NBC News got caught on the wrong side of the faux scandal news cycle when it recently sent Cynthia McFadden all the way to Romania for a jailhouse interview with convicted hacker Marcel Lehel Lazar, also known as “Guccifer.”
Claiming to have hacked his way into Hillary Clinton’s private email server, Lazar told NBC that Clinton’s account was “completely unsecured.” "It was like an open orchid on the Internet.” McFadden stressed that Lazar was “at the center of the Hillary Clinton email controversy, which has dogged her campaign from day one.”
NBC hyped the interview for days in advance of the broadcast even though McFadden conceded on-air that, “there are plenty of reasons to doubt” the hacker’s claim. Namely, he offered up no proof that he had hacked Clinton’s email server and had free access to its contents.
That’s a pretty mushy story to travel 4,700 miles for. But why was the timing especially bad for NBC News? Last week, CNN and The Washington Post reported that according to officials close to the ongoing email investigation -- the one that's “dogged” Clinton -- FBI investigators have so far found no evidence of wrongdoing.
CNN: “So far investigators haven't found evidence to prove that Clinton willfully violated the law the U.S. officials say.”
Washington Post: “Prosecutors and FBI agents investigating Hillary Clinton’s use of a personal email server have so far found scant evidence that the leading Democratic presidential candidate intended to break classification rules.”
Even worse for NBC, the Post reported law enforcement officials specifically gave zero credence to the Romanian hacker’s claims about breaching Clinton’s server. His hacking claim was “dismissed” as being irrelevant because “investigators have found no evidence to support the assertion.”
So yes, if you’re NBC and officials were confirming that they still had found no wrongdoing regarding Clinton’s emails, and that the hacker Guccifer’s claims weren’t being taken seriously, your scoop had been badly deflated.
But why still air it? Because all wild allegations lodged against Bill and Hillary Clinton are considered news. That’s how the Beltway game has been played for the past 20-plus years -- Republicans team up with eager reporters to spin tall tales of Clinton wrongdoing, only to be proven mostly wrong in the end. (Note the timing: NBC’s email stumble came just days after NBC Nightly News broadcast live from the lobby of Trump Tower.)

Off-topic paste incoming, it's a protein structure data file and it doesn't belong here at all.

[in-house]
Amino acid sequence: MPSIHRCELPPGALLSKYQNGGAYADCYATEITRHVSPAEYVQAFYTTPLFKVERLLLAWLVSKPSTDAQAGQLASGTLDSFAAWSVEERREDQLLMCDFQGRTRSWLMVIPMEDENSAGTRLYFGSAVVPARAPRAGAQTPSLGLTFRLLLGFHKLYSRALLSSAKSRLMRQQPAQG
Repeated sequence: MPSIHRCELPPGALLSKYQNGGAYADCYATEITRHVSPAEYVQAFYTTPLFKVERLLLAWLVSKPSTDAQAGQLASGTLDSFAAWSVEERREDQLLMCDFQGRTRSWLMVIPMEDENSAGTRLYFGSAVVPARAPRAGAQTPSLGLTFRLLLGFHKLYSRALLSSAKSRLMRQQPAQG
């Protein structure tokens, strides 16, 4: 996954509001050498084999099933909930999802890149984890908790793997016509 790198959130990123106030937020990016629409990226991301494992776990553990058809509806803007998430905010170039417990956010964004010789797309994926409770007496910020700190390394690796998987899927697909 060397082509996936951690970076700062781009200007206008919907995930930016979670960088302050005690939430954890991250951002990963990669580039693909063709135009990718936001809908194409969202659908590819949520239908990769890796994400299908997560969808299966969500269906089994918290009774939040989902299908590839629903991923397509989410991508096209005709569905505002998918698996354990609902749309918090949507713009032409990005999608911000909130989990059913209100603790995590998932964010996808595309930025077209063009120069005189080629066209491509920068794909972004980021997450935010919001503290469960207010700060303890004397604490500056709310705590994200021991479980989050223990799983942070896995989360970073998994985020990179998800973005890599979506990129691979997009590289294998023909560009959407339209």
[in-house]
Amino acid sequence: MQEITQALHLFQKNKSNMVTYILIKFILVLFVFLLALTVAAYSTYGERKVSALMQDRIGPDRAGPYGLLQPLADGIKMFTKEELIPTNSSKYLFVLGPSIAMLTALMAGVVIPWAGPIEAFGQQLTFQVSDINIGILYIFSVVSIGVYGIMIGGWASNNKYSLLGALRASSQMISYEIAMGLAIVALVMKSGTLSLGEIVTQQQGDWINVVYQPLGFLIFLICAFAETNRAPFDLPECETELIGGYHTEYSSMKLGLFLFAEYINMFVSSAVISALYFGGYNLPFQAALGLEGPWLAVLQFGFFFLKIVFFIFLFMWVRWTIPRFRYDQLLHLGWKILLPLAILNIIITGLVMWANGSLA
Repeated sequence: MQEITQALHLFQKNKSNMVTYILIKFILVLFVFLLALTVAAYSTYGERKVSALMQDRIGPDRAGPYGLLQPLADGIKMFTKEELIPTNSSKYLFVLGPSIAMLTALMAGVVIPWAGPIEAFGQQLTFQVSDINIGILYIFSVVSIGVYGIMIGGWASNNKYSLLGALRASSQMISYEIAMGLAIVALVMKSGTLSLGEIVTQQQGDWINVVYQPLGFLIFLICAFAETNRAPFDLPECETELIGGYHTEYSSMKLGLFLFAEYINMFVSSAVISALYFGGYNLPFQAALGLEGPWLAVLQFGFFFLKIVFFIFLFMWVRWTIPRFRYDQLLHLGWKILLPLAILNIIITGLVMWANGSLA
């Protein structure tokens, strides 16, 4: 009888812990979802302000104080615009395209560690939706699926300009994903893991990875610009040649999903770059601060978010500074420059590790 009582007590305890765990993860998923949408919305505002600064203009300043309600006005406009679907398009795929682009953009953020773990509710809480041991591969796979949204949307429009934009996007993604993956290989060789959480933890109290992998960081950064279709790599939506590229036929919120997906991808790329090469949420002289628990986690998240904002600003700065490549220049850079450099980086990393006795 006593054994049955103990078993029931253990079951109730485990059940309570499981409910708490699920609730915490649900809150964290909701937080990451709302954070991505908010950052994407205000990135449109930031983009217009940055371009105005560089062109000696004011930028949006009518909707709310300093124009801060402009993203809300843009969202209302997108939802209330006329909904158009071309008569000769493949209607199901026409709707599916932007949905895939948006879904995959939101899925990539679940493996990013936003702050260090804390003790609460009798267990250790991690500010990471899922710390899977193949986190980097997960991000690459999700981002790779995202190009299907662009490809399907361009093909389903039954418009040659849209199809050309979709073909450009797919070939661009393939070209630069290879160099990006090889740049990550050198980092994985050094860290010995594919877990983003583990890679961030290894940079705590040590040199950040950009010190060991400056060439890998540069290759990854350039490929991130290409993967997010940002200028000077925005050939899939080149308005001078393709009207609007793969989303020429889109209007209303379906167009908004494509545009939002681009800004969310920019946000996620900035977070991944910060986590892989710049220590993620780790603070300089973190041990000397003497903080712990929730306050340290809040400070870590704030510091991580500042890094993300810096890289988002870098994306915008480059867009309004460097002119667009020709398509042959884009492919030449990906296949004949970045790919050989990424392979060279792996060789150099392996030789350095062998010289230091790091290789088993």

Today, there are clear indications the email investigation is being signaled in for a landing and that Republicans and their scandal cheerleaders at Fox News are going to be disappointed with the results.
The political press, which has hyped the story relentlessly for more than a year, may feel let down as well. Recall that from March to September last year, ABC World News Tonight, CBS Evening News, and NBC Nightly News together spent just as much time covering the email controversy as they spent covering Clinton's entire presidential campaign.
At the Washington Post, political blogger Chris Cillizza wrote more than 50 posts mentioning Hillary Clinton's emails in a six-month span last year, many of them hyping the "massive political problem" she faced. And during the month of September 2015 alone, the Post published at least 70 articles, columns, and blog posts that mentioned Clinton and discussed her use of email at least three times.
If the FBI brings the email investigation to a conclusion and Clinton is not charged with a crime, do you think the networks and the Washington Post will respond with similar coverage?
At the same time, the never-ending Benghazi “scandal” investigation is now hobbling across the summertime finish line with little evidence that the committee has turned up the kind of information that will satisfy the scandalmongers in conservative media.
Fox News’ so-called Benghazi scoops have recently been reduced to reports about how the House Select Committee is bickering with the Pentagon over document retrievals. (That might be because last month the Pentagon blasted the House investigation for wasting everybody’s time.)
Running on parallel tracks, Benghazi and the Clinton email “scandals” were, in some Republican dreamscapes, going to be the one-two combination that not only derailed Clinton’s campaign, but sent her to prison. (Orange jumpsuits!) Unsure they could defeat her at the ballot box, and even more unsure with Donald Trump looming as the party’s unlikely and unpopular nominee, Republicans were hoping for an investigative intervention to stop Clinton. Because criminalizing the Clintons has become a long-running conservative obsession.